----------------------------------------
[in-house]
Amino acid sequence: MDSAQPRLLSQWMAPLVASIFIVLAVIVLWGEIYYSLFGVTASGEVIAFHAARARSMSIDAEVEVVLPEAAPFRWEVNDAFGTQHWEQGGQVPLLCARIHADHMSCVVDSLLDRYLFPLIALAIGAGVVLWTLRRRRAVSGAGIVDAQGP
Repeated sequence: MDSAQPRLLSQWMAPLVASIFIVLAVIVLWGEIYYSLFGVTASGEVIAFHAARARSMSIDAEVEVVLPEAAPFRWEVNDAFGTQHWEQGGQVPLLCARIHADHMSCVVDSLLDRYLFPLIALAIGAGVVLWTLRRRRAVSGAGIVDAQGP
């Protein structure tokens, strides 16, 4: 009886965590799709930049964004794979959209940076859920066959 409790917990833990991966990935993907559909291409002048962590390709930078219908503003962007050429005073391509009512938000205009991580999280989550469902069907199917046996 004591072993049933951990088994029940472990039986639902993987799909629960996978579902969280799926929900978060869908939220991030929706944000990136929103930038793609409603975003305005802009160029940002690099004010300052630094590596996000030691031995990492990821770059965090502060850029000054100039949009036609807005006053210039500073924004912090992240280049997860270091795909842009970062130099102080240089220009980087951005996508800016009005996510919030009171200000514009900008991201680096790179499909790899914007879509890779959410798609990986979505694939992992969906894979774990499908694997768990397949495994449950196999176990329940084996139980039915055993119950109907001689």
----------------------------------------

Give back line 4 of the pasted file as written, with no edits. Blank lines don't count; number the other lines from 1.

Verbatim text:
């Protein structure tokens, strides 16, 4: 009886965590799709930049964004794979959209940076859920066959 409790917990833990991966990935993907559909291409002048962590390709930078219908503003962007050429005073391509009512938000205009991580999280989550469902069907199917046996 004591072993049933951990088994029940472990039986639902993987799909629960996978579902969280799926929900978060869908939220991030929706944000990136929103930038793609409603975003305005802009160029940002690099004010300052630094590596996000030691031995990492990821770059965090502060850029000054100039949009036609807005006053210039500073924004912090992240280049997860270091795909842009970062130099102080240089220009980087951005996508800016009005996510919030009171200000514009900008991201680096790179499909790899914007879509890779959410798609990986979505694939992992969906894979774990499908694997768990397949495994449950196999176990329940084996139980039915055993119950109907001689």